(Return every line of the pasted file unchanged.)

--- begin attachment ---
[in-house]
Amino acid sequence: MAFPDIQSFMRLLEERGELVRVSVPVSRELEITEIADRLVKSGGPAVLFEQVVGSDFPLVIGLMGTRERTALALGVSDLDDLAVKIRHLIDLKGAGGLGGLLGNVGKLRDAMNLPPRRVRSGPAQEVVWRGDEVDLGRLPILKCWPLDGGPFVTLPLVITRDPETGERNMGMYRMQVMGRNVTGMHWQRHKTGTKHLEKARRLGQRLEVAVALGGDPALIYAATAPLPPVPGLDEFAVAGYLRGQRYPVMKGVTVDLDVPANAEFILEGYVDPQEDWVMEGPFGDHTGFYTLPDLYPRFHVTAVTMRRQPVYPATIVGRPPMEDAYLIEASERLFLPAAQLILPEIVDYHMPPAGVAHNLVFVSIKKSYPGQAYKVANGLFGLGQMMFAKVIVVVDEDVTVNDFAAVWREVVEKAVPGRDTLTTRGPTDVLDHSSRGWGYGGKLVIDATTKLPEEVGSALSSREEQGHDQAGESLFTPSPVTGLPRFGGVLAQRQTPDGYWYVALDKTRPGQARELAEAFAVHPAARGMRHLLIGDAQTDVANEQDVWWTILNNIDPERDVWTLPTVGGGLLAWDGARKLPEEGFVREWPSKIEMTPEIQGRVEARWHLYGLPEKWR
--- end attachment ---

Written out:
[in-house]
Amino acid sequence: MAFPDIQSFMRLLEERGELVRVSVPVSRELEITEIADRLVKSGGPAVLFEQVVGSDFPLVIGLMGTRERTALALGVSDLDDLAVKIRHLIDLKGAGGLGGLLGNVGKLRDAMNLPPRRVRSGPAQEVVWRGDEVDLGRLPILKCWPLDGGPFVTLPLVITRDPETGERNMGMYRMQVMGRNVTGMHWQRHKTGTKHLEKARRLGQRLEVAVALGGDPALIYAATAPLPPVPGLDEFAVAGYLRGQRYPVMKGVTVDLDVPANAEFILEGYVDPQEDWVMEGPFGDHTGFYTLPDLYPRFHVTAVTMRRQPVYPATIVGRPPMEDAYLIEASERLFLPAAQLILPEIVDYHMPPAGVAHNLVFVSIKKSYPGQAYKVANGLFGLGQMMFAKVIVVVDEDVTVNDFAAVWREVVEKAVPGRDTLTTRGPTDVLDHSSRGWGYGGKLVIDATTKLPEEVGSALSSREEQGHDQAGESLFTPSPVTGLPRFGGVLAQRQTPDGYWYVALDKTRPGQARELAEAFAVHPAARGMRHLLIGDAQTDVANEQDVWWTILNNIDPERDVWTLPTVGGGLLAWDGARKLPEEGFVREWPSKIEMTPEIQGRVEARWHLYGLPEKWR